The Importance Of Mental Toughness For Speakers - The Penny Mallory StoryJun 20, 2022
Tom Bailey, founder of Succeed Through Speaking, interviews Penny Mallory.
In this episode we hear about our guests journey with confidence, public speaking and presentation skills and how it has helped them succeed in life and in business - in other words, how to succeed through speaking.
Penny Mallory is a former Rally Champion and the first and only woman in the world to drive a World Rally Car for Ford. Although her interest began with automotive performance, her passion quickly shifted to human performance and Mental Toughness.
Now, as a leading Authority on Mental Toughness, Penny is a TEDX speaker, and delivers keynotes, webinars, workshops and coaching to help individuals, teams and organisations to develop their confidence, commitment, focus and determination.
As a troubled, runaway homeless teenager, she hit rock bottom in London. Against all the odds, she turned her life around and made the impossible possible to become a Champion Rally Driver. Her own life experience means she is well equipped to work inside and alongside many world class teams (including F1) to develop the qualities a high performing team needs to succeed.
Penny has presented many TV shows including Driven, Used Car Roadshow, World Rally Championship and has hosted hundreds of events. She continues to challenge what conventional thinking says she simply can’t - from competing in three marathons on three consecutive days to finding the courage to enter the boxing ring twice, and the physical and mental resolve to conquer two of the world’s highest mountains. She still runs the equivalent of a marathon every week!
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Tom Bailey 00:07
Hello and welcome to succeed through speaking the place for experts and entrepreneurs who want high value ideas to boost business results Hello, I'm Tom Bailey and in today's episode, we'll be getting to know Penny Mallory who is a former Rally Champion, and now a leading authority on mental toughness. Henny is a TEDx speaker and delivers keynotes, webinars, workshops and coaching to help individuals, teams and organizations to develop their competence, commitment, focus and determination. So Penny Hello and a very warm welcome to today's episode. Thank you, Tom. Thank you so much. And just out of interest again, for me and the listeners whereabouts in the world. Are you right now?
Penny Mallory 01:01
I'm in the Cotswolds, which is very beautiful.
Tom Bailey 01:04
Awesome. Thank you so much. Now, one of the topics we like to talk about on this podcast is this concept of public speaking, why it's so important and some of the journeys that some of the guests have been on with public speaking and presentation skills. So I guess my first question is, were you always a confident speaker? Or were there shaky beginnings at the beginning?
Penny Mallory 01:27
No, I absolutely was not a confident speaker. I had presented TV programs for about 15 years. So I was used to talking to a camera. But that's one thing and a live audience is something quite different. And when I first started speaking, I was complete bag of nerves. 15 years of speaking pretty much and I'm still a bag of nerves. If I'm honest, I still get really nervous at every speech, I'm quite a shy person. And it's, I have to really push myself to do it. Once I start, I'm fine. But I still get nervous every single time I speak.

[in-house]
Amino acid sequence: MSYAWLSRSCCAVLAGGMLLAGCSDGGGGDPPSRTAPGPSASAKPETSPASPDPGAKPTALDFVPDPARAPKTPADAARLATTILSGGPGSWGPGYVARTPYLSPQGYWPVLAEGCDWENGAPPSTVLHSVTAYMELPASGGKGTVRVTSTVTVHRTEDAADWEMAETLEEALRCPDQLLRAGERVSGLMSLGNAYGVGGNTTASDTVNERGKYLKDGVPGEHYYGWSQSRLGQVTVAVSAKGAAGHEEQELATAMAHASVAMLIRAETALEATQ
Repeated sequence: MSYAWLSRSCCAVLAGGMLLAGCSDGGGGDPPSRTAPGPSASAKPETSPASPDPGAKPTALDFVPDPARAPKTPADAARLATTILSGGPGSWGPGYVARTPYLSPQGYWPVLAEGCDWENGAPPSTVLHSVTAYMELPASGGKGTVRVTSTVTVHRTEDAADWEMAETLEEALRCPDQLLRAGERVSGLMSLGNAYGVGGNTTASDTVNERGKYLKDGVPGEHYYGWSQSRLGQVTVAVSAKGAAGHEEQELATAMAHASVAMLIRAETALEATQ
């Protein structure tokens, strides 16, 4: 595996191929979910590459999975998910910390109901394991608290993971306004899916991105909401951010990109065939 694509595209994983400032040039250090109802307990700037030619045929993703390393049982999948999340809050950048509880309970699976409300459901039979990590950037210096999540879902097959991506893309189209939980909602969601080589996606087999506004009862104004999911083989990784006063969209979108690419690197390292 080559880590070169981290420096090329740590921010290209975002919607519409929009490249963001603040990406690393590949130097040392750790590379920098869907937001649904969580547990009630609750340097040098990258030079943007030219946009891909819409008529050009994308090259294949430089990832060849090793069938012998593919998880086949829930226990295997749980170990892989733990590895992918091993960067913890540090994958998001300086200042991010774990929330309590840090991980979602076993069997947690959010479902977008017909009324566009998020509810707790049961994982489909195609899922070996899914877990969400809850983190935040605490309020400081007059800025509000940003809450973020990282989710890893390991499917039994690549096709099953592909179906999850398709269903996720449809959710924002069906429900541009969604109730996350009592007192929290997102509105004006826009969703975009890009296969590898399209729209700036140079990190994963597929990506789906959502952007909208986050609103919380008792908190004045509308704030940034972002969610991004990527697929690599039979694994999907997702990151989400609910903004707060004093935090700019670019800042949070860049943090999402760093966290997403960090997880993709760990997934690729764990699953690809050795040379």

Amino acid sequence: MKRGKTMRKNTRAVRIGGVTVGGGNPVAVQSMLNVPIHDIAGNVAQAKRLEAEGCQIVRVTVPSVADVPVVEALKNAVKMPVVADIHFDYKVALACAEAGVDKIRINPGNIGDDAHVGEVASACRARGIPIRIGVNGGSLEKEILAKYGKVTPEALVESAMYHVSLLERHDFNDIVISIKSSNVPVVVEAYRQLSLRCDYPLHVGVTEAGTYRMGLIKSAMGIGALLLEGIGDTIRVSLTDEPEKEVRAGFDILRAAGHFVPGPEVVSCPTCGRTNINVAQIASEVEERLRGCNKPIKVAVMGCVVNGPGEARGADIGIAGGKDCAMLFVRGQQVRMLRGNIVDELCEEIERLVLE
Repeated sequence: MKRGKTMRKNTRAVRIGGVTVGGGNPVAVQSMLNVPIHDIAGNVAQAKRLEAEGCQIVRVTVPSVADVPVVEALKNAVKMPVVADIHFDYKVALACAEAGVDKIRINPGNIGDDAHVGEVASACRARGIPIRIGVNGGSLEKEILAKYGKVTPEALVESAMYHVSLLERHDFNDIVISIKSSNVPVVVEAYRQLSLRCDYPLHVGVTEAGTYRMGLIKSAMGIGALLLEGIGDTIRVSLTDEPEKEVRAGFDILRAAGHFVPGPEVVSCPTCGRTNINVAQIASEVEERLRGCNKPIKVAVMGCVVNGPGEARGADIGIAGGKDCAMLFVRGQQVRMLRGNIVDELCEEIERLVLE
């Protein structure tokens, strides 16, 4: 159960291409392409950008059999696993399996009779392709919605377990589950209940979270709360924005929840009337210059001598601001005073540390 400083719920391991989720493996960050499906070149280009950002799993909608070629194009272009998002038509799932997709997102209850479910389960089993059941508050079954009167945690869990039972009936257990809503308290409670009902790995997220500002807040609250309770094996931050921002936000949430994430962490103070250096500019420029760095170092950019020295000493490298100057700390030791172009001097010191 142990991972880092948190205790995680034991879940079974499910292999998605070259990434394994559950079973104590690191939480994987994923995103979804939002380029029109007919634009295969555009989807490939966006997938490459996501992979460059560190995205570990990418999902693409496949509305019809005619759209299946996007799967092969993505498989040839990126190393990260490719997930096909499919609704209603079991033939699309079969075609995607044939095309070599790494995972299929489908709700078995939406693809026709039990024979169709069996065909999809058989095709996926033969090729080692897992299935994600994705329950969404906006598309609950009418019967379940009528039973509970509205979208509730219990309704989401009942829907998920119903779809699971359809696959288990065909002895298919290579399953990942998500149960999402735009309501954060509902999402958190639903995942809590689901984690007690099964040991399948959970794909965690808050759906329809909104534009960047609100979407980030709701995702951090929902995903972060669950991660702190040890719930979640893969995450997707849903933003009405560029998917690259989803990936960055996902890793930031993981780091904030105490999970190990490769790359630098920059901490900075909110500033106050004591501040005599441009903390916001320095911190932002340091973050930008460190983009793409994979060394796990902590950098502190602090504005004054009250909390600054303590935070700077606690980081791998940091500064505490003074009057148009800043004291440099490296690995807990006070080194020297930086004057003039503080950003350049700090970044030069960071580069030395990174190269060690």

Tom Bailey 01:59
It's really interesting. You talk about mental toughness. And I think there's quite a lot of correlation there with what we talk about when it comes to the importance of mental toughness. When it comes to public speaking as well. How important do you think mental toughness is when you're trying to stand up and speak in front of a large audience?
Penny Mallory 02:16
Well, it's critical. There's four elements to mental toughness, and one of them is confidence. And of course, you have to have a degree of confidence. But that's, I can, I've developed mental toughness over over the years through all sorts of things. And one of them is having the confidence to speak on stage. So although I get nervous, I know that I know what I'm talking about. And so I have confidence in my ability to communicate it. And so obviously, you know, that that confidence rises. But I never take it for granted. So I'm always worried this is the gig that might not go so well. So I think that's where the nerves come from. But in terms of confidence in the content, and what I can communicate, and that I can actually learn something really useful with the audience, I have a high level of confidence in that.
Tom Bailey 03:03
I love the way you've described, but because we talk with our audience a lot about confidence comes from competence, and that effectively to what you're saying, and means you can develop it and you can become more confident through becoming more competent. And in the case of public speaking, it's getting to know your content, becoming an expert, and able to answer those questions. So yeah, that's really important. And then competence
Penny Mallory 03:25
comes from practice. So yeah, yeah, the more you do something, the better you get.
Tom Bailey 03:29
Absolutely. And you mentioned there are four parts of mental toughness to be interested to find out what those are the three hours well,
Penny Mallory 03:36
okay, so there's control, which is the sense of control you have over your life and your emotions. There's challenge, which is your ability to see every challenge that you face as an opportunity rather than a setback. And there is commitment, which is your ability to set a task and complete a task and lots of people don't do things fully committed. So mentally tough people feel in control. They see challenges as opportunities. They're fully committed and they are confident
Tom Bailey 04:02
in who are the people you typically work with who your ideal clients are, who's the audience you typically help.